Paul (23 Jul 2009 20:52): wondering when it became illegal to be angry at a policeman? I'm bitter about this, because I think if the Philly police would act so black people could trust them, then we'd have a lot less murders and serious crime in Philly. In a class discussion it came up that many of my students (maybe even half) have been detained, most for no good reason.
m (24 Jul 2009 11:27): Wait, I parsed this as "police would act so black [that] people could trust them", which I thought was an odd thing to say, but now I see the likelier interpretation: "police would [not demonstrate racism directed against black people] so black people could trust them"
Paul (24 Jul 2009 14:59): language mangling is crazy
m (26 Jul 2009 13:26): I think I misparse/misread things with much greater frequency since hitting my head. And if this is the only lasting damage/bonus, I mean, it is kind of a bonus, really.
Paul (24 Sep 2009 15:16): G-20 Pittsburgh protests: Shaking his head at the police officers standing in front of him, Mr. Kassa added, “That’s why we came here from Ethiopia, because our rights were repressed there.”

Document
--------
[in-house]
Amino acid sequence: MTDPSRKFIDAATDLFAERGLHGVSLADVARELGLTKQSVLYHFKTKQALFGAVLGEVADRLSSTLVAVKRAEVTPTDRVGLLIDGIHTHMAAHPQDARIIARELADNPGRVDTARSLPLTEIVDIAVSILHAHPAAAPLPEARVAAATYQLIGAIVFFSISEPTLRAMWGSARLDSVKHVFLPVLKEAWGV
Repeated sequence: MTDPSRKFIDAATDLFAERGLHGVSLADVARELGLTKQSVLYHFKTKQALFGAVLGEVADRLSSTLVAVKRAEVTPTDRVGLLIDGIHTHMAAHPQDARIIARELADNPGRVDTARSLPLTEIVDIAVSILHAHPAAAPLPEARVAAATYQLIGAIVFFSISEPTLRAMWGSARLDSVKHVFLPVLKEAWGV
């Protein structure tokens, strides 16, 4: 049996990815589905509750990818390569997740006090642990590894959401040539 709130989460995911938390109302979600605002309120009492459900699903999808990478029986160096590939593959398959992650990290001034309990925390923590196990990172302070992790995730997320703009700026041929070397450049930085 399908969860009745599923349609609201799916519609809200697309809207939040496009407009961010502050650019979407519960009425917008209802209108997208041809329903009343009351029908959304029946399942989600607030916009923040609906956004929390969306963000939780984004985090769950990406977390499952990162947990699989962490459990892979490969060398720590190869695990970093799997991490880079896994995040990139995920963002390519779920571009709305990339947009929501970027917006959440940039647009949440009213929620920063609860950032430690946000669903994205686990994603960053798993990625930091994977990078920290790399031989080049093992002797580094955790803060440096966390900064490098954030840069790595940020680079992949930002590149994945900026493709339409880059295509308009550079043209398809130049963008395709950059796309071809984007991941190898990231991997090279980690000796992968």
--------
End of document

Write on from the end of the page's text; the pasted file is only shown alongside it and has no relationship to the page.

G (12 Jan 2010 19:51): Google to shut down operations in China? Finally, right?
G (12 Jan 2010 20:21): Okay, so "shut down" is way too sensationalist. But they will stop censoring results, probably!
m (21 Jan 2010 16:15): Read Justice Stevens's dissenting footnotes.
m (8 Feb 2010 9:12): Can anyone explain to me what's happening to Greece and the Euro?
m (10 Feb 2010 11:35): what's the snow report out east?
Paul (8 Mar 2010 20:03): "The Icelandic people, if they took that decision [not to accept the bill], would effectively be saying that Iceland doesn't want to be part of the international financial system."

No wonder they don't want to be part of the financial's like trying to play a derivatives-enhanced Monopoly game until suddenly you realize you accidentally mortgaged the whole country.
G (10 Mar 2010 13:58): Nation Shudders at Large Block of Uninterrupted Text
m (25 Jun 2010 12:39): "I suddenly realized that free speech for big business is to the Left what due process for alleged terrorists is to the Right: an unbearable burden that threatens freedom itself."
G (25 Jun 2010 14:12): Yeah, but how can you vote against a bill called "Democracy Is Strengthened by Casting Light on Spending in Elections"?